B.C. has highest number of hospitalized COVID-19 patients since early May

As of Oct. 13, there are 1,476 active cases in the province, of which 77 people are in hospital, 24 of whom are in intensive care.

Testing results from the Thanksgiving long weekend brought 549 new cases of COVID-19 in B.C., along with five more deaths. Provincial Health Officer Dr. Bonnie Henry said the large number of new cases are partly due to a testing backlog, which she said has been cleared.

Of the five deaths, two were recorded in Fraser Health and three were recorded in Vancouver Coastal Health. None of the deceased were residents of long-term care homes. As of Oct. 13, 250 people in the province have died of COVID-19.

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In total, there have been 10,734 confirmed cases in B.C. this year, with 8,974 having recovered. There are 1,476 active cases, of which 77 people are in hospital, 24 of whom are in intensive care — both numbers that are the highest since early May.

In the City of Kamloops and immediate surrounding area, there have been 82 confirmed COVID-19 cases through the end of September. In September, there were 22 cases of COVID-19 recorded in the Kamloops area. In the Interior Heath region, there are 30 active cases, with one person in hospital — and in intensive care.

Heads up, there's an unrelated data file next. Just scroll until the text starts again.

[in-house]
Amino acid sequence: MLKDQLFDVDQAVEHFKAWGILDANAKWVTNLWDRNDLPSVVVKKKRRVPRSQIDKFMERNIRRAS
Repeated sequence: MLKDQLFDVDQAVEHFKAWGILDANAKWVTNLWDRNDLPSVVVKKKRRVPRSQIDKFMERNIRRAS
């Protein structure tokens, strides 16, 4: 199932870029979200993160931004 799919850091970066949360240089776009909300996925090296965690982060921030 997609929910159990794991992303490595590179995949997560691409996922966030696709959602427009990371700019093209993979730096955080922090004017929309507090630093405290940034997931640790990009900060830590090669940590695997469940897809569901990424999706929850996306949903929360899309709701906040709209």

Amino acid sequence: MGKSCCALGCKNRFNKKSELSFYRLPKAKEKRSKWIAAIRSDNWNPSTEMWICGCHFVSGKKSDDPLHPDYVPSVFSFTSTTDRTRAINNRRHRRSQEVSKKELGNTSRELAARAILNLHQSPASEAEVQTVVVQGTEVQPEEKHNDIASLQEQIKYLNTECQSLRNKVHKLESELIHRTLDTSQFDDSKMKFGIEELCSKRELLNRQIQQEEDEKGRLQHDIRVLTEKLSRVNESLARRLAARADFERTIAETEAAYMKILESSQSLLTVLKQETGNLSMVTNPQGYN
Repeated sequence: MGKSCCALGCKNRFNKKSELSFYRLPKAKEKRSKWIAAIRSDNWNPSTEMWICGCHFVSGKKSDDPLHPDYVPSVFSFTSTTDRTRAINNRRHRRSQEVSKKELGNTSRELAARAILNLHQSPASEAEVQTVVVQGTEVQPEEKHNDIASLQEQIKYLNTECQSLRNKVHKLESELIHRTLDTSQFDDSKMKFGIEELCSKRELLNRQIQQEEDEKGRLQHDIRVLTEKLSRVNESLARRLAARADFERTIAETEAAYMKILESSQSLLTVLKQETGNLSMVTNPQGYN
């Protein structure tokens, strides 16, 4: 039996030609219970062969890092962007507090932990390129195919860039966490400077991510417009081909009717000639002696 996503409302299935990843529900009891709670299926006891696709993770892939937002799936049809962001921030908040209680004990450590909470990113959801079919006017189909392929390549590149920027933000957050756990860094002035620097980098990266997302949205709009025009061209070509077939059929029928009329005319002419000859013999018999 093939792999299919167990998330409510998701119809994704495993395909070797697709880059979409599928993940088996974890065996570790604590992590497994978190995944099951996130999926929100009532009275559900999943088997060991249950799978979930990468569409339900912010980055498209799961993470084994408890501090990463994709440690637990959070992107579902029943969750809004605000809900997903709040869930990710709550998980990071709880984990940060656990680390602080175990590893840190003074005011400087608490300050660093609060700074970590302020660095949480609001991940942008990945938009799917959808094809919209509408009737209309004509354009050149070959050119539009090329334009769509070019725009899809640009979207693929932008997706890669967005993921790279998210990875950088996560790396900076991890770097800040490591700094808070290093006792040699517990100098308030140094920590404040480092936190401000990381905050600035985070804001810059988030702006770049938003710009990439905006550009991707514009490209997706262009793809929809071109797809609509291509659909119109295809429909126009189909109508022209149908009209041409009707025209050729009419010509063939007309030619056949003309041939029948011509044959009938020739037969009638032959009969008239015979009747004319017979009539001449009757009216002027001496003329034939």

To date in Interior Health, there have been 42 people hospitalized and two deaths — one involving a man in his 70s at Royal Inland Hospital and one involving a man in his 60s in Kelowna. Both men died in April.

More than 3,600 people are in isolation due to possible exposure to the novel coronavirus.

There are outbreaks at 20 long-term care homes and hospital acute-care wards, none of which are in Interior Health.

Case count by health authority:

• Fraser Health: 5,595

• Vancouver Coastal Health: 3,892

• Interior Health: 582 (an increase of 23 since Friday, Oct. 9)

• Northern Health: 341

• Island Health: 235

• Visitors and temporary foreign workers: 89.

While COVID-19 case counts are up, what’s remained the same is the test-positive rate that is hovering at about 1.9 per cent.

“This is where we want to be,” Henry said.

Asked for her thoughts about this year’s flu shot amidst the pandemic, Henry said the flu shot is safe, adding it is more important than ever to keep cases of influenza low to avoid an overrun of the health-care system and to help tell the difference between it and COIVD-19.

Asked about the mixed messaging coming from U.S. President Donald Trump and his doctors regarding how long he was contagious for and how long he should have been isolating, Henry said she couldn’t “speak with any degree of understanding of what’s happening with the U.S. president,” but noted what’s been learned to date is that most people who have a mild case of COVID-19 are no longer infectious after about 10 days.

Trump spent about three days in hospital after his COVID-19 diagnosis before returning to the Oval Office. On Monday, the president’s doctor said he tested negative for the virus on consecutive days. At rallies in Florida and Pennsylvania this week, Trump told crowds he is now immune to COVID-19.

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